In my role here at VeriFone I see and hear about all sorts of crazy payment ideas. As highlighted in this article from Mobile Commerce Daily, one payment technology that isn’t so crazy is the utilization of bar codes. Sure some of the static number bar codes schemes have some security limitations. And, sure the technology isn’t very sexy, but at the end of the day, bar code technology can be, and has been used very successfully for the purposes of transacting payments. To this end, just this past Monday Apple unveiled their Passbook App, which appears to be a wallet of sorts to collect bar code based tickets, coupons, etc.
As pointed out in the Mobile Commerce Daily article, bar code solutions are generally less complex and therefore less expensive to implement than NFC solutions and they also benefit from the proliferation of smart phones and the broad utilization of bar codes and QR codes through the mainstream media.
That said, more interesting to me is the marriage of Mobile to Mobile Commerce (M2C) and the transition from payment terminal to Multipurpose Consumer Payment Solutions. To answer the collective “What is he talking about?” question, I will explain.
Mobile to Mobile Commerce (M2C) – The ability to complete a retail transaction by the utilization of two mobile devices. To explain the scenario real quick, let’s say that you are in your favorite clothing store and are working with an employee to select a few items. At that point instead of going back to a counter, the retail employee pulls out an iPod touch® paired up with a VeriFone PAYware Mobile Enterprise device. The employee scans the items using the embedded bar code scanner and then scans the combo loyalty / payment number as presented by the consumer’s smart phone. The store system immediately identifies the consumer as a loyal customer and matches that person to their preferred payment vehicle in the cloud. Then loyalty points are accrued and the payment is facilitated in the cloud. At that point the transaction is complete and the consumer gets an email with their receipt.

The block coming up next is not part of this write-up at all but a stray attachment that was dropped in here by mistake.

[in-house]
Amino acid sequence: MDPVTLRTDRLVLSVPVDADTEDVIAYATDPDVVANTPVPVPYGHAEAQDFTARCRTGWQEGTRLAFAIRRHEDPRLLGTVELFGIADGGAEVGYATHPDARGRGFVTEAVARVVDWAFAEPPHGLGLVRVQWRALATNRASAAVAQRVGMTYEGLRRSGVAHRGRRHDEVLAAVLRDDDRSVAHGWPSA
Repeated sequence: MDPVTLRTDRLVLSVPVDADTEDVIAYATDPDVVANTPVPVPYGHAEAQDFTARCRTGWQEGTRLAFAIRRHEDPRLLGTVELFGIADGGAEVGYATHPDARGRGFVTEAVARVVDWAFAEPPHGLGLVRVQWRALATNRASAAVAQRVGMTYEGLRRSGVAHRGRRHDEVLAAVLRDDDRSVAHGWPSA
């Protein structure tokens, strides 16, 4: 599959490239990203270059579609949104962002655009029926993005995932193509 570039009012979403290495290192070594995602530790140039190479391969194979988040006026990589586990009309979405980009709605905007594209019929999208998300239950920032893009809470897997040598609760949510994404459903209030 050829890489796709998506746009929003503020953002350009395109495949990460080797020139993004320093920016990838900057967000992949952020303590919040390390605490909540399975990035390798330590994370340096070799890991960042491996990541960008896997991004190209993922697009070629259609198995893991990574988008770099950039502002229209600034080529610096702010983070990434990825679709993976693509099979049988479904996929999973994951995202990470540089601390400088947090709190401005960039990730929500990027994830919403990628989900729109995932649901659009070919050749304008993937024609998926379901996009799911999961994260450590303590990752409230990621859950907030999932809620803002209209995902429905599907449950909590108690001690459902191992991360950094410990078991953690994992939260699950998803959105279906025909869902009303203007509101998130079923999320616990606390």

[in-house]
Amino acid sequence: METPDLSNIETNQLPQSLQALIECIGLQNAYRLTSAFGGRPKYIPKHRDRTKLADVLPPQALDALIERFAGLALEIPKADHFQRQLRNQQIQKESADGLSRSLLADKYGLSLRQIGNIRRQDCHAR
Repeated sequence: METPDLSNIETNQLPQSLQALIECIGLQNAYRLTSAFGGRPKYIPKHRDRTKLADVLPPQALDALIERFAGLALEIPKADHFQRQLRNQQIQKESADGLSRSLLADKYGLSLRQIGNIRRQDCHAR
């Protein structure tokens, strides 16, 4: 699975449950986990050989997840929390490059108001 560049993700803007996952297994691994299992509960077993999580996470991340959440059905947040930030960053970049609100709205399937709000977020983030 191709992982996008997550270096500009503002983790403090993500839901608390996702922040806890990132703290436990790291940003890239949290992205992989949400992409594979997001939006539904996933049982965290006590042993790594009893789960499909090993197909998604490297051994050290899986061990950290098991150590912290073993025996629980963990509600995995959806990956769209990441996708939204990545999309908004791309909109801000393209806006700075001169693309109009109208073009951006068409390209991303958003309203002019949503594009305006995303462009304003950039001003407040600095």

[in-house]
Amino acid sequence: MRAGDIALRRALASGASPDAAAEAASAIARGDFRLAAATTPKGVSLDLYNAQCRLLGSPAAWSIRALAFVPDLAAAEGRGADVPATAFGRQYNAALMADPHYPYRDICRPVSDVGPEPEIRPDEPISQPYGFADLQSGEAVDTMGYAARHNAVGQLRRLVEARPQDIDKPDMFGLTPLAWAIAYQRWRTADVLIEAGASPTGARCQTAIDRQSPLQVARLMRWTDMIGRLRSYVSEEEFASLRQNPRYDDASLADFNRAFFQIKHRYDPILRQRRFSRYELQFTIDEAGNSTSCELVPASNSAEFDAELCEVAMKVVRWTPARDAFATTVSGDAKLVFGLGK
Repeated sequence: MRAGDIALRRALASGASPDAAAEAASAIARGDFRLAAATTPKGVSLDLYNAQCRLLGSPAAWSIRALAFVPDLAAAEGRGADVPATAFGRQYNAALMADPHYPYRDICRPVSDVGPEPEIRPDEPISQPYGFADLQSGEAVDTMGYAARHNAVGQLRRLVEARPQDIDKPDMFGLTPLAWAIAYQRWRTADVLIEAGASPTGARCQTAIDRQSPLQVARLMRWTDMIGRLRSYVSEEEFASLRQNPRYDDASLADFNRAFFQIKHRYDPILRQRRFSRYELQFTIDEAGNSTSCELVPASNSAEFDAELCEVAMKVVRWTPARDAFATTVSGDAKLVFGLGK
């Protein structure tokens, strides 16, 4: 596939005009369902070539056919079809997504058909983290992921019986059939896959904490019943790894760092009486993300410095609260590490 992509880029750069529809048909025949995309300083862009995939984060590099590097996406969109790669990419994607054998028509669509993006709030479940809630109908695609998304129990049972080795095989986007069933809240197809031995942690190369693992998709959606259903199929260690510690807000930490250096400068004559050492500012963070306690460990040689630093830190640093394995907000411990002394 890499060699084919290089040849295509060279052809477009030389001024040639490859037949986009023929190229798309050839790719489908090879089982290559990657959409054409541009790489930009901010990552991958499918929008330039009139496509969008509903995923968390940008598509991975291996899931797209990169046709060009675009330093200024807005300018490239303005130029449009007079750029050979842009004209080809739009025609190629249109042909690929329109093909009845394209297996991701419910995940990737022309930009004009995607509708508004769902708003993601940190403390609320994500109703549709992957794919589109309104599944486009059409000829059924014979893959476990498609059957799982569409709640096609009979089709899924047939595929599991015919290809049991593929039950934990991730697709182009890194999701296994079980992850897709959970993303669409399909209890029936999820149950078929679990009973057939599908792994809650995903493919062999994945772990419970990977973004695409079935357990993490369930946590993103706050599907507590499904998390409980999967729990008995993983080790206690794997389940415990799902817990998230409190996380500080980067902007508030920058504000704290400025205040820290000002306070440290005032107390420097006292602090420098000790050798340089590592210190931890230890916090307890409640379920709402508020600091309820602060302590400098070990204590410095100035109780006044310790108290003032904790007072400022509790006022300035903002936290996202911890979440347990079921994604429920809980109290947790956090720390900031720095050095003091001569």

So let’s compare the benefits. The benefits as described in the article–low complexity, low cost, meets lowest common consumer denominators (smart phone)–are interesting reasons as to why the technology is being explored, but in the scenario above we get to the meat of the benefits of adopting a new technology:
- Better and Faster Customer Service
- Facilitation of On-The-Spot Loyalty Identification
- Elimination of Credit Card Numbers from the In-Store System
- and Elimination of Employees Handling Cards
Further, as the consumer is always first in the checkout line in this scenario, there would be a significant reduction in abandon sales due to walk offs.
In my next post we will explore Multipurpose Consumer Payment Solutions, yet another way to more richly interact with your customers.